A peculiar phenomenon has been occurring in the United States when it comes to the status of the economy versus the perception of economic conditions by the populace. I’d wager that the disconnect between the actual status of the economy and consumer perceptions has never been larger.
Let’s have a look at the economic data for 2023 first:
Consumer Price Index (inflation)
Stock market performance
The graphs above demonstrate the strength of the job market, stock market, and rapidly declining rates of inflation. These are all indicators of a strong economy and the “soft landing” that the Federal Reserve set out to achieve when emerging from the Covid-19 pandemic. Interestingly, this data conflicts with the headlines that seem to be ever present in the news about layoffs at companies in all different industries. It just goes to show that the news media is bringing more attention to layoffs than they actually represent in the economy. This brings to mind a similar phenomenon in which a plane crash is covered non-stop in the media and leads to people’s fear of flying, yet flying is the safest form of commercial transportation – by far.
Now let’s take a look at the consumer polling data related to the economy:
Consumer Sentiment Poll
The above consumer sentiment data is absolutely shocking. March 2020 was after Covid-19 had begun sweeping the world and people were very optimistic about the economy! Even at the depths of the economic shutdowns, the sentiment data was much higher than it is today.
Consumer Expectations Poll
Consumer Economic Conditions Poll
What could possibly be driving this divergence between the actual strength of the U.S. economy and people’s perception of it? One theory I’ve seen is that the news coverage people consume is what dictates their opinion of the economy. In all honesty, it is quite scary that people tend to believe the “spin” that their news source puts on a statistic rather than just understanding the number reported. This wouldn’t be much of a problem if all the news outlets properly reported the economic statistics without any spin. But, we have seen time and again in modern times how much people are influenced by the television or online media they consume.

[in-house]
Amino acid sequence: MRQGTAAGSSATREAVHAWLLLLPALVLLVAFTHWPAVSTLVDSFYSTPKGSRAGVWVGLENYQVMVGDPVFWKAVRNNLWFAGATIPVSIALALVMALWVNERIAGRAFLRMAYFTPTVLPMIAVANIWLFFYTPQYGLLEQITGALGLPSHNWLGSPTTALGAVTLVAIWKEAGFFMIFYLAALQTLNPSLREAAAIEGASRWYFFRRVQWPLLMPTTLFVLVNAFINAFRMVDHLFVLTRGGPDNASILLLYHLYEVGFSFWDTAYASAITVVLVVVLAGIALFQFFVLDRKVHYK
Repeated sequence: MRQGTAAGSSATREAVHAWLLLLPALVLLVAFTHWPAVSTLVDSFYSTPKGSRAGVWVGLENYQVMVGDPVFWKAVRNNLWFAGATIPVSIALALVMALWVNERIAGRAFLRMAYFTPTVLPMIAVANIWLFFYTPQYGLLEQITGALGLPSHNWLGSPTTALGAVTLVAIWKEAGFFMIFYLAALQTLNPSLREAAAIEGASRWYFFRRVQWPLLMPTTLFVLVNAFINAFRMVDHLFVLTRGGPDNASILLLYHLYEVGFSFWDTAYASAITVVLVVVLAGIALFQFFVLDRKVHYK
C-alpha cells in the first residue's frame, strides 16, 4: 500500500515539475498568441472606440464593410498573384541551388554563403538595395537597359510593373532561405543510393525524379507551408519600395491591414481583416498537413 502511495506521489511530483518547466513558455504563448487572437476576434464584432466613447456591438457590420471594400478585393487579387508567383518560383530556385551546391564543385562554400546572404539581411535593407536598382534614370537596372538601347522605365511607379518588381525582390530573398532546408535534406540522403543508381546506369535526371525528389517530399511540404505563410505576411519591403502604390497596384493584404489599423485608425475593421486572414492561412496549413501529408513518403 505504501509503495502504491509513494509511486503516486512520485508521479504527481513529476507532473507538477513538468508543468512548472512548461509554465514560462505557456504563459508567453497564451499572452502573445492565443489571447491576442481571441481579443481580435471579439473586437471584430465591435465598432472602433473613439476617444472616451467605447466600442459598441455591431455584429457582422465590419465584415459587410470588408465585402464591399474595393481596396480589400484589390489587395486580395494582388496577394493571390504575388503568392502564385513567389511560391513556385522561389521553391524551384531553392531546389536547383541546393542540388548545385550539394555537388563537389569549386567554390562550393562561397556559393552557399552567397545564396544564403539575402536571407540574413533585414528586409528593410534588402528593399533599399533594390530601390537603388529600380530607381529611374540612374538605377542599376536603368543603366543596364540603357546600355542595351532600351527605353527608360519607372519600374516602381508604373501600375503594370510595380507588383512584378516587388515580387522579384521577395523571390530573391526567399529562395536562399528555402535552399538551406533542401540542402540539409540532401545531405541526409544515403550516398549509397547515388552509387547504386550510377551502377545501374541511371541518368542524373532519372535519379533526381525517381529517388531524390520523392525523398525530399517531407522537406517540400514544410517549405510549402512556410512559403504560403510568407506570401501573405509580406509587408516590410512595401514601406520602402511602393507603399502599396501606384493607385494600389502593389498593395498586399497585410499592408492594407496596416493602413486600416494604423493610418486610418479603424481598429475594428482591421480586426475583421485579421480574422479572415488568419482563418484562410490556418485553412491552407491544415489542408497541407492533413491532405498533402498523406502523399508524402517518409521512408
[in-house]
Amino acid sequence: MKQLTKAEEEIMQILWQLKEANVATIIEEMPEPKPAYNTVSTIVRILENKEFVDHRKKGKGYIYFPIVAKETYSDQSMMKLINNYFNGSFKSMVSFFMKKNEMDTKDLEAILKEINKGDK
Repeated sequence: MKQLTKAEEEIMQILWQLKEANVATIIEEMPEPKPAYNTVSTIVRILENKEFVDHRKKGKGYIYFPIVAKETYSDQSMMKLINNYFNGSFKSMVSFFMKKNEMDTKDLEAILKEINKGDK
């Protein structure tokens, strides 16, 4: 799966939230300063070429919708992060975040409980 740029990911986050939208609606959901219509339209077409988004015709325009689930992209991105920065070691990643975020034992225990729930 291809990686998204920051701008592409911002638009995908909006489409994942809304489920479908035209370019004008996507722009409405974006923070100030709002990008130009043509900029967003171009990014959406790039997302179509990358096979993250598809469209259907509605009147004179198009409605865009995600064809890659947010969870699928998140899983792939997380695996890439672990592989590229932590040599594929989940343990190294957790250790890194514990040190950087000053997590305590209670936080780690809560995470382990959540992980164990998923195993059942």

There has long been a distrust of government economic statistics by a certain subset of the population. Having worked directly with these statistics and the economists and statisticians who produce them for many years myself, I know that the wild conspiracy claims made by these people are 100% incorrect. However, the number of people subscribing to these conspiracy theories seems to be growing larger by the year. The topic of perception vs. reality has been studied extensively by psychologists and a Nobel Prize in Economics was even awarded for research into cognitive biases.
The most popular media outlets in the U.S. based on the number of viewers:
- Fox News
- Yahoo News
- New York Times
- Fox News
What are the ramifications of this disconnect if it persists or gets worse?
Perhaps the largest risk is that people vote based on their incorrect assumptions about the economy versus the true health of it. In many (most?) elections in this country, the economy is the most important issue for voters. It is exceedingly rare for a President to win re-election if there is a recession. But what if there is no recession, but voters are convinced they’re experiencing one? I think this exact scenario is a distinct possibility in 2024.
What can be done to educate the public on the actual meaning of economic statistics?
Unfortunately, my own experience with the general public’s knowledge of statistics and math is underwhelming. As long as people don’t understand how statistical sampling works, they are bound to be manipulated by the spin put on the economic statistics by their preferred news outlet.
I happened to have a conversation this morning with a very conservative individual who asked what I do for a living and as soon as I mentioned I was an economist, they decided to tell me everything they thought about how bad the current economy is because of who is president. It was ironic to have this conversation as I was getting ready to post a similar blog entry, but it just further solidified this strange dichotomy that I’m seeing in people’s perceptions versus reality. Will we, as a society, ever stop using political biases to dictate economic sentiment, or is this going to be the new normal in the age of social media and heavily biased news sources?